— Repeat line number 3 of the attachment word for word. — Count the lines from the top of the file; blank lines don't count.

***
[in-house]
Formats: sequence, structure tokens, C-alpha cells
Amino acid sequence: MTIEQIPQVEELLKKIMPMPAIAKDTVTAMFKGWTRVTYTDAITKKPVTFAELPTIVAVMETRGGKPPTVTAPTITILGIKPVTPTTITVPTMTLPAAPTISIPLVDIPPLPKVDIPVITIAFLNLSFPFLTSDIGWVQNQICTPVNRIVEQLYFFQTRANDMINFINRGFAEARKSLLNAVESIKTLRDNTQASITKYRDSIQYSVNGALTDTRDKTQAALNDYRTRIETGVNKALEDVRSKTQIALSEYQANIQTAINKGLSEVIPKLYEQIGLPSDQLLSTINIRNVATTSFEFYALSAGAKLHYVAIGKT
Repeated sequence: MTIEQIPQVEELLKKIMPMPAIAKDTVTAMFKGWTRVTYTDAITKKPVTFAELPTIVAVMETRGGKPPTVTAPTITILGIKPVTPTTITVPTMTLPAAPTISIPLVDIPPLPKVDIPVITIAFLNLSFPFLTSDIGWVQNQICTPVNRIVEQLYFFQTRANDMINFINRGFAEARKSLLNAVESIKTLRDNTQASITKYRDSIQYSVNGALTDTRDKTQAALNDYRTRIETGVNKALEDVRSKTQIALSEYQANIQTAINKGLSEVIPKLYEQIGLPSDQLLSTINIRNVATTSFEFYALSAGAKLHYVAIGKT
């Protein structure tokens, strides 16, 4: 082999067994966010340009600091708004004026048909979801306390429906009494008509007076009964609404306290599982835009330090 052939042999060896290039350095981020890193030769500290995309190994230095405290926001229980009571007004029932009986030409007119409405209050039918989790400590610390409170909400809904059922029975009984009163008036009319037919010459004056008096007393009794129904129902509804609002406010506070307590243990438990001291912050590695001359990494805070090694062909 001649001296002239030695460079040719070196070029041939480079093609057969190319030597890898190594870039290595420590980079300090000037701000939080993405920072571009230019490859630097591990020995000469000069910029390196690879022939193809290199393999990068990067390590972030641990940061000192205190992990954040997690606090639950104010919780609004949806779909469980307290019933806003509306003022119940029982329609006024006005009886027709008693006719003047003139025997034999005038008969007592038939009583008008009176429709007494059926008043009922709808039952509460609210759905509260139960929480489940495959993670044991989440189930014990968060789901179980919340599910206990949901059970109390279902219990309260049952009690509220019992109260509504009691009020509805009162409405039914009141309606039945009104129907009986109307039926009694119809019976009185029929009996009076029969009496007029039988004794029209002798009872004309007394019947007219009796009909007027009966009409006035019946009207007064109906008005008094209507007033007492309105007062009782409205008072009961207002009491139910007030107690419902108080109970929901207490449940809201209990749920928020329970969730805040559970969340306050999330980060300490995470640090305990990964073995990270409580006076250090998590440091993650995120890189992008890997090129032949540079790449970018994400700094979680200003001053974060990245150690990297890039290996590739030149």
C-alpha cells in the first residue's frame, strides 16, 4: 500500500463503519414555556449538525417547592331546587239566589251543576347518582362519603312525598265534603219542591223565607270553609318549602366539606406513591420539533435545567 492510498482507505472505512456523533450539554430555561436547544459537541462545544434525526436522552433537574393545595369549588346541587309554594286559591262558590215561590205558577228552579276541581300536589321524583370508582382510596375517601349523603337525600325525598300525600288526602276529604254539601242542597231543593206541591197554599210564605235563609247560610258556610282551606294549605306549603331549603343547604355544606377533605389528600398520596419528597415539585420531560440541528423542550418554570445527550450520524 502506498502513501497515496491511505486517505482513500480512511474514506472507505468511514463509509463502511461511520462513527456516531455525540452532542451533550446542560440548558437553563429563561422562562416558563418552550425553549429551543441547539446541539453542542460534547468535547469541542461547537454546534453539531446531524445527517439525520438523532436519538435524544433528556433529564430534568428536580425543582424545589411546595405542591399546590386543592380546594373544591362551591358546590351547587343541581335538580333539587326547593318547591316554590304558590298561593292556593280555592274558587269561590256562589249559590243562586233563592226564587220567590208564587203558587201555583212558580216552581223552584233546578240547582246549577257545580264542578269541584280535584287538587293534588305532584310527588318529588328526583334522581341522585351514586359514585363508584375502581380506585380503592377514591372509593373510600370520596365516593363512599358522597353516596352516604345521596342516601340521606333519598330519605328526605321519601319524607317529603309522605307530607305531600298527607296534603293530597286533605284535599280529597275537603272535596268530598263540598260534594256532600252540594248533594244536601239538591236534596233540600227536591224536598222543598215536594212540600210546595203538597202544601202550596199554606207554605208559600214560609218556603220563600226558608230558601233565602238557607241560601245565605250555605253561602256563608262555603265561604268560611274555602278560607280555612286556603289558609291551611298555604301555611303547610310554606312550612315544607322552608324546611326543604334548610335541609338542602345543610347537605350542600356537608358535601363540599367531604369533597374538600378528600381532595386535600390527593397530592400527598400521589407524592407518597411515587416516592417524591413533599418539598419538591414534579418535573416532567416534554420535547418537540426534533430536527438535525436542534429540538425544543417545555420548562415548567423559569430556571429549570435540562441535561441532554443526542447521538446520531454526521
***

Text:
Amino acid sequence: MTIEQIPQVEELLKKIMPMPAIAKDTVTAMFKGWTRVTYTDAITKKPVTFAELPTIVAVMETRGGKPPTVTAPTITILGIKPVTPTTITVPTMTLPAAPTISIPLVDIPPLPKVDIPVITIAFLNLSFPFLTSDIGWVQNQICTPVNRIVEQLYFFQTRANDMINFINRGFAEARKSLLNAVESIKTLRDNTQASITKYRDSIQYSVNGALTDTRDKTQAALNDYRTRIETGVNKALEDVRSKTQIALSEYQANIQTAINKGLSEVIPKLYEQIGLPSDQLLSTINIRNVATTSFEFYALSAGAKLHYVAIGKT